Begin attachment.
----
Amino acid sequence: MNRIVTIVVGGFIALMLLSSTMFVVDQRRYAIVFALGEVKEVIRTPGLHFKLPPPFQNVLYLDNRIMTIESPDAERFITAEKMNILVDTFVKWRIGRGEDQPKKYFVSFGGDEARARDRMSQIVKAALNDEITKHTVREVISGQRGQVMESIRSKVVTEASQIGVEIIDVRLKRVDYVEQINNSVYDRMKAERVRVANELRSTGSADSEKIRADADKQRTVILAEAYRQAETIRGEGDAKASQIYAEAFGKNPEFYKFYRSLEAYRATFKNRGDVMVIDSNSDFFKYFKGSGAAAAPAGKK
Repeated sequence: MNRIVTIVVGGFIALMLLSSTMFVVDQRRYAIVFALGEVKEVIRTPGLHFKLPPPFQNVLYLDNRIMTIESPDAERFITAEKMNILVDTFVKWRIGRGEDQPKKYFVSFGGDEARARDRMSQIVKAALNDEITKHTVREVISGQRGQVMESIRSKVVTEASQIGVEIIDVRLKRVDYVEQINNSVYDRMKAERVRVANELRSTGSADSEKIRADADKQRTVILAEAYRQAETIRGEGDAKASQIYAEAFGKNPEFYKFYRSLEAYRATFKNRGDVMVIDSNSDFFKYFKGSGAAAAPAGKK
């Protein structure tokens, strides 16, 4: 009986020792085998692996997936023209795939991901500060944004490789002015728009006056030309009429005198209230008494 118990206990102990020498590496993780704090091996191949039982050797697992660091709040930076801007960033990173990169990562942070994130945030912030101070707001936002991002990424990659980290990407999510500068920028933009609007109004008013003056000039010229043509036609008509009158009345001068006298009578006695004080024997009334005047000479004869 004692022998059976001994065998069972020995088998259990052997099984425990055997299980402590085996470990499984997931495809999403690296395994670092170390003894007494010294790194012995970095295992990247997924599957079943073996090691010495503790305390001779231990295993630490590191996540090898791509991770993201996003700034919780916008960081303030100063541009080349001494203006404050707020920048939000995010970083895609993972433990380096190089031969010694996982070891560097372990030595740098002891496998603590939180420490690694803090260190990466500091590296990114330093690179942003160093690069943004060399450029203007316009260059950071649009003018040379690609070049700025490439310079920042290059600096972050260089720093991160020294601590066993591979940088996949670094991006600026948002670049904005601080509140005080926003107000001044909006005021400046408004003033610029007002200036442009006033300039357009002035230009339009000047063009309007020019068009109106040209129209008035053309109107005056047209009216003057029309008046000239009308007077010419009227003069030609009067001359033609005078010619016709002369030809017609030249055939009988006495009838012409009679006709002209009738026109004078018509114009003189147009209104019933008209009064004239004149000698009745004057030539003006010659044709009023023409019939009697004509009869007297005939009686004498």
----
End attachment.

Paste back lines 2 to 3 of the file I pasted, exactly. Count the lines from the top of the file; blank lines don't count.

Repeated sequence: MNRIVTIVVGGFIALMLLSSTMFVVDQRRYAIVFALGEVKEVIRTPGLHFKLPPPFQNVLYLDNRIMTIESPDAERFITAEKMNILVDTFVKWRIGRGEDQPKKYFVSFGGDEARARDRMSQIVKAALNDEITKHTVREVISGQRGQVMESIRSKVVTEASQIGVEIIDVRLKRVDYVEQINNSVYDRMKAERVRVANELRSTGSADSEKIRADADKQRTVILAEAYRQAETIRGEGDAKASQIYAEAFGKNPEFYKFYRSLEAYRATFKNRGDVMVIDSNSDFFKYFKGSGAAAAPAGKK
């Protein structure tokens, strides 16, 4: 009986020792085998692996997936023209795939991901500060944004490789002015728009006056030309009429005198209230008494 118990206990102990020498590496993780704090091996191949039982050797697992660091709040930076801007960033990173990169990562942070994130945030912030101070707001936002991002990424990659980290990407999510500068920028933009609007109004008013003056000039010229043509036609008509009158009345001068006298009578006695004080024997009334005047000479004869 004692022998059976001994065998069972020995088998259990052997099984425990055997299980402590085996470990499984997931495809999403690296395994670092170390003894007494010294790194012995970095295992990247997924599957079943073996090691010495503790305390001779231990295993630490590191996540090898791509991770993201996003700034919780916008960081303030100063541009080349001494203006404050707020920048939000995010970083895609993972433990380096190089031969010694996982070891560097372990030595740098002891496998603590939180420490690694803090260190990466500091590296990114330093690179942003160093690069943004060399450029203007316009260059950071649009003018040379690609070049700025490439310079920042290059600096972050260089720093991160020294601590066993591979940088996949670094991006600026948002670049904005601080509140005080926003107000001044909006005021400046408004003033610029007002200036442009006033300039357009002035230009339009000047063009309007020019068009109106040209129209008035053309109107005056047209009216003057029309008046000239009308007077010419009227003069030609009067001359033609005078010619016709002369030809017609030249055939009988006495009838012409009679006709002209009738026109004078018509114009003189147009209104019933008209009064004239004149000698009745004057030539003006010659044709009023023409019939009697004509009869007297005939009686004498």